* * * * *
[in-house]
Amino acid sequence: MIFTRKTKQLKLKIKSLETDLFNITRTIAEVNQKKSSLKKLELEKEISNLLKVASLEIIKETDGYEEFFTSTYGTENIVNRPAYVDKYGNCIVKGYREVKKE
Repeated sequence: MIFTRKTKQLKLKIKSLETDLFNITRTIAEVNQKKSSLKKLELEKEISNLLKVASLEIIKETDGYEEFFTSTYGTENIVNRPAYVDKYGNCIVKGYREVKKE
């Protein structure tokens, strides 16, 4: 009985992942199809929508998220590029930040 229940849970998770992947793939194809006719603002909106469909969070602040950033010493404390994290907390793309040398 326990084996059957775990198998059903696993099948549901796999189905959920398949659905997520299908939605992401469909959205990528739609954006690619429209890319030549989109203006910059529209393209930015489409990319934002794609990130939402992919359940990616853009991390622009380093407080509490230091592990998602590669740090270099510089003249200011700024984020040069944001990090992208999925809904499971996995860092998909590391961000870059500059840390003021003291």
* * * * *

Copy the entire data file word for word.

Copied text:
[in-house]
Amino acid sequence: MIFTRKTKQLKLKIKSLETDLFNITRTIAEVNQKKSSLKKLELEKEISNLLKVASLEIIKETDGYEEFFTSTYGTENIVNRPAYVDKYGNCIVKGYREVKKE
Repeated sequence: MIFTRKTKQLKLKIKSLETDLFNITRTIAEVNQKKSSLKKLELEKEISNLLKVASLEIIKETDGYEEFFTSTYGTENIVNRPAYVDKYGNCIVKGYREVKKE
């Protein structure tokens, strides 16, 4: 009985992942199809929508998220590029930040 229940849970998770992947793939194809006719603002909106469909969070602040950033010493404390994290907390793309040398 326990084996059957775990198998059903696993099948549901796999189905959920398949659905997520299908939605992401469909959205990528739609954006690619429209890319030549989109203006910059529209393209930015489409990319934002794609990130939402992919359940990616853009991390622009380093407080509490230091592990998602590669740090270099510089003249200011700024984020040069944001990090992208999925809904499971996995860092998909590391961000870059500059840390003021003291």